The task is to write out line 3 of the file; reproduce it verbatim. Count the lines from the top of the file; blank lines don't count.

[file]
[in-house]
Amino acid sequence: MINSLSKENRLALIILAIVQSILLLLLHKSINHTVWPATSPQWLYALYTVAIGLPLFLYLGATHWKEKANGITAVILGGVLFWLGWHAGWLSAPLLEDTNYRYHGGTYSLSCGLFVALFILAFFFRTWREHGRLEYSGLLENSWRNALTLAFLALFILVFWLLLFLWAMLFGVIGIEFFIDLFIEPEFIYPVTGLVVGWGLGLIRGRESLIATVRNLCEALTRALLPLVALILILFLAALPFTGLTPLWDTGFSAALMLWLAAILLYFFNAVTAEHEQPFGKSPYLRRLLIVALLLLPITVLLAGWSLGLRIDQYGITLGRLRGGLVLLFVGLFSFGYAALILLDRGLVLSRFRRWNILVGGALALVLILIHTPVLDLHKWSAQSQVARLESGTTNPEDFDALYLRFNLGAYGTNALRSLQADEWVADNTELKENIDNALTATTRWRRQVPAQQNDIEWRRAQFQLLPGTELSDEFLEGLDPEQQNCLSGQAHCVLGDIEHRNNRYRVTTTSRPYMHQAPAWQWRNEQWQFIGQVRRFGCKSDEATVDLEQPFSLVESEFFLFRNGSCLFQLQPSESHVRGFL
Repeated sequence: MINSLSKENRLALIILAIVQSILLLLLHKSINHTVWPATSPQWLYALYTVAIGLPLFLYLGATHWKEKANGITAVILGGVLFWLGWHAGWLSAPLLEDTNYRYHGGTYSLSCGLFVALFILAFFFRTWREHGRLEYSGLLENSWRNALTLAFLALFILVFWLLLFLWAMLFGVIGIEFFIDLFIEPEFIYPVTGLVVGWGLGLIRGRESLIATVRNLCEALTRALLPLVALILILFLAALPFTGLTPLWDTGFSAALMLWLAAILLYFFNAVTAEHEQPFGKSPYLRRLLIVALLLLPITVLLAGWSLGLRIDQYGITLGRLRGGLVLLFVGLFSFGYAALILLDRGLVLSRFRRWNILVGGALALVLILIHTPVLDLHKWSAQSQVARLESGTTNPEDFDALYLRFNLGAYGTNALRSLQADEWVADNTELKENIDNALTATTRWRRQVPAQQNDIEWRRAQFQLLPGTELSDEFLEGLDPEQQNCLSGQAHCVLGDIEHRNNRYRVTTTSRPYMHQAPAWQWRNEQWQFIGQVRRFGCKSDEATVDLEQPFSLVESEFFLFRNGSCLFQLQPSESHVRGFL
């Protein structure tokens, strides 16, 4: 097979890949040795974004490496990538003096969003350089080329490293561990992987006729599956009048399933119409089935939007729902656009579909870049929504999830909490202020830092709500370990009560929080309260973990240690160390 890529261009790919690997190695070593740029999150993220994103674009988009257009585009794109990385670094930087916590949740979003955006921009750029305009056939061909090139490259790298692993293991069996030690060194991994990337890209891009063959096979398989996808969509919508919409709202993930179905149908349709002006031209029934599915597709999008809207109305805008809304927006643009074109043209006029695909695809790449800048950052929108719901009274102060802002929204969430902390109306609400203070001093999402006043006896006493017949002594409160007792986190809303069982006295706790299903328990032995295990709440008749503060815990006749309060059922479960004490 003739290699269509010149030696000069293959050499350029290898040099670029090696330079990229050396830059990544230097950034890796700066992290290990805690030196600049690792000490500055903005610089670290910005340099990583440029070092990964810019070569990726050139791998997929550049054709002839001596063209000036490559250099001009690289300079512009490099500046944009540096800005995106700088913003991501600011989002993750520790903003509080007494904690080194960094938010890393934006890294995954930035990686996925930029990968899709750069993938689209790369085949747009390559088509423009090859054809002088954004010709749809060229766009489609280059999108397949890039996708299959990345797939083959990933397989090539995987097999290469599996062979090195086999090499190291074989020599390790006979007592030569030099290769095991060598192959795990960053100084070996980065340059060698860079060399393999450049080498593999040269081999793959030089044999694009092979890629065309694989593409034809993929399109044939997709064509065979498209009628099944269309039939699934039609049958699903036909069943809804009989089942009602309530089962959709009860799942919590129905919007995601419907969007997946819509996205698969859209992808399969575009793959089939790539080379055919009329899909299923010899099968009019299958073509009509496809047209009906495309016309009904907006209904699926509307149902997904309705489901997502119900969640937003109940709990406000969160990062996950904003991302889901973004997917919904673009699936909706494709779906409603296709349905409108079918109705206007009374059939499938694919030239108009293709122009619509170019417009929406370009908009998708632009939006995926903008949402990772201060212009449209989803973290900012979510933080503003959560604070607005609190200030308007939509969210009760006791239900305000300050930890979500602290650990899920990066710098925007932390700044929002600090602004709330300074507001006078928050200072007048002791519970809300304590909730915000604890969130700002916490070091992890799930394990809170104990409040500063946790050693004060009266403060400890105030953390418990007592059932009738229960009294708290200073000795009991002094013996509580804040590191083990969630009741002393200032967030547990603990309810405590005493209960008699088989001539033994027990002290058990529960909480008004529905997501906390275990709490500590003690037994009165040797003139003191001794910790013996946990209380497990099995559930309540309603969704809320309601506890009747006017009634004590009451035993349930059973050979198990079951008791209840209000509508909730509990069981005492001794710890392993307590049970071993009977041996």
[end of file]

Repeated sequence: MINSLSKENRLALIILAIVQSILLLLLHKSINHTVWPATSPQWLYALYTVAIGLPLFLYLGATHWKEKANGITAVILGGVLFWLGWHAGWLSAPLLEDTNYRYHGGTYSLSCGLFVALFILAFFFRTWREHGRLEYSGLLENSWRNALTLAFLALFILVFWLLLFLWAMLFGVIGIEFFIDLFIEPEFIYPVTGLVVGWGLGLIRGRESLIATVRNLCEALTRALLPLVALILILFLAALPFTGLTPLWDTGFSAALMLWLAAILLYFFNAVTAEHEQPFGKSPYLRRLLIVALLLLPITVLLAGWSLGLRIDQYGITLGRLRGGLVLLFVGLFSFGYAALILLDRGLVLSRFRRWNILVGGALALVLILIHTPVLDLHKWSAQSQVARLESGTTNPEDFDALYLRFNLGAYGTNALRSLQADEWVADNTELKENIDNALTATTRWRRQVPAQQNDIEWRRAQFQLLPGTELSDEFLEGLDPEQQNCLSGQAHCVLGDIEHRNNRYRVTTTSRPYMHQAPAWQWRNEQWQFIGQVRRFGCKSDEATVDLEQPFSLVESEFFLFRNGSCLFQLQPSESHVRGFL